Though management has stated domestic expansion will remain the company's primary growth driver for the foreseeable future, Chipotle is also testing international markets with plans to open in Germany during the first half of 2013 to build on its existing foreign base which currently includes five locations in London, four in Toronto, one in Paris, and one in Vancouver, Canada. When Chipotle has exhausted its growth options domestically, then, investors can look forward to further predictable growth in already-primed international markets.
In an effort to diversify, Chipotle has also launched a concept restaurant called ShopHouse, which effectively harnesses its proven burrito-wrapping prowess and applies it to delicious Asian food. With only one location in Washington D.C., it remains to be seen how ShopHouse will stack up to existing fast-casual Asian restaurants, including more than 1500 Panda Express locations managed by the privately-owned Panda Restaurant Group. This in mind, results from its pilot ShopHouse restaurant have been strong enough to prompt Chipotle to open two new locations, including one in Los Angeles and a second in D.C.
Given Chipotle's high returns on invested capital and ability to consistently generate more cash than it puts back into its business, many investors are discouraged management has avoided raising prices or expanding locations more quickly to keep up its previous break-neck growth rates in the face of currently-challenging economic conditions. Instead, the company has opted to use some of its excess cash for share buybacks, repurchasing a total of $388 million in Chipotle stock over the past four years at an average price per share of $117. During its most recent quarter, Chipotle also announced approval from its Board to allocate an additional $100 million for future share repurchases should its stock remain depressed.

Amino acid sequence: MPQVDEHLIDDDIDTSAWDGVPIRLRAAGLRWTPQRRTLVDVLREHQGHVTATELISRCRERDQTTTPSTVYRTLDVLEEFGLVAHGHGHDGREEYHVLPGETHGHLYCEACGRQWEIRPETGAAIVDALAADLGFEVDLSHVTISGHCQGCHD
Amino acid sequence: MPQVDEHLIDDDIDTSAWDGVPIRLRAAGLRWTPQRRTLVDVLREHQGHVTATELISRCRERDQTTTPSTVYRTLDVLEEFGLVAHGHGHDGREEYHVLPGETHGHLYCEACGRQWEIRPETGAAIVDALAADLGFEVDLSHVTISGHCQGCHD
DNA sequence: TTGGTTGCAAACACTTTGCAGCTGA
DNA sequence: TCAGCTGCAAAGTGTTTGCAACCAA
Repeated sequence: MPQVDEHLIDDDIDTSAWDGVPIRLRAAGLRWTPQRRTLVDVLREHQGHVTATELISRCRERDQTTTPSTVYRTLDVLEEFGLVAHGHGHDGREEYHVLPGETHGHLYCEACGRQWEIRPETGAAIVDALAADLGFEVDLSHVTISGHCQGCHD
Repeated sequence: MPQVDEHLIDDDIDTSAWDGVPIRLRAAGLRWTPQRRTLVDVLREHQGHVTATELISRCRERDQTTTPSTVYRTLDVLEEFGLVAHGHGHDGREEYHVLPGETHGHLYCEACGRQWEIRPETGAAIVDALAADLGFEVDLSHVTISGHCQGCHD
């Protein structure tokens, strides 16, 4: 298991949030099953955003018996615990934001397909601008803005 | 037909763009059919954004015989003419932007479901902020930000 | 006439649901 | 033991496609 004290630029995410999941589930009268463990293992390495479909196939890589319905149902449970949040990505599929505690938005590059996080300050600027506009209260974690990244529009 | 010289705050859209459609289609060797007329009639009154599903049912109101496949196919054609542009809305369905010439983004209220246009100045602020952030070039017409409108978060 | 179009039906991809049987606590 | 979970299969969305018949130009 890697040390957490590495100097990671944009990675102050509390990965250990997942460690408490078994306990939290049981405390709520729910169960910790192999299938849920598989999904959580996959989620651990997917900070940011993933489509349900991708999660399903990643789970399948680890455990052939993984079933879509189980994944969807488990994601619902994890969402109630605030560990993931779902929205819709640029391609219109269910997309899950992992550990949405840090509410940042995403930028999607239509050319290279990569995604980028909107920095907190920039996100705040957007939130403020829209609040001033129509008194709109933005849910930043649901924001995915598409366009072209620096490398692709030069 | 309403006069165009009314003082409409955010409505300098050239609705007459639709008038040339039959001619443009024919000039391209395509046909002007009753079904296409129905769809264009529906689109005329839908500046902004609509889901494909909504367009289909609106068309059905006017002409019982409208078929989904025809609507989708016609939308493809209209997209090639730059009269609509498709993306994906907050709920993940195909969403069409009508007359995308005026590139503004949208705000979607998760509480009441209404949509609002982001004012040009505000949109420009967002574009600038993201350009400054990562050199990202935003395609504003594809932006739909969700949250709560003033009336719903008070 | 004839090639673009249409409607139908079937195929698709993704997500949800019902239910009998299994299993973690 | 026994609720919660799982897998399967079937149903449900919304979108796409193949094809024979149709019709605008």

Personally, I'm encouraged Chipotle has opted for patience in lieu of irresponsible price increases or unsustainable growth. Given the active implementation of its "Food With Integrity" mantra to its consistent refusal to grow for the sake of growth, investors should take comfort in Chipotle's insistence for methodically choosing prudence over haste. Though the market has punished shares of CMG in recent months, investors should view the pullback as a perfect opportunity to open a position in a solid, responsible company whose long-term growth story remains very much intact.
Steve Symington has no positions in the stocks mentioned above. The Motley Fool owns shares of Chipotle Mexican Grill and Panera Bread. Motley Fool newsletter services recommend Chipotle Mexican Grill and Panera Bread. Try any of our Foolish newsletter services free for 30 days. We Fools may not all hold the same opinions, but we all believe that considering a diverse range of insights makes us better investors. The Motley Fool has a disclosure policy. Is this post wrong? Click here. Think you can do better? Join us and write your own!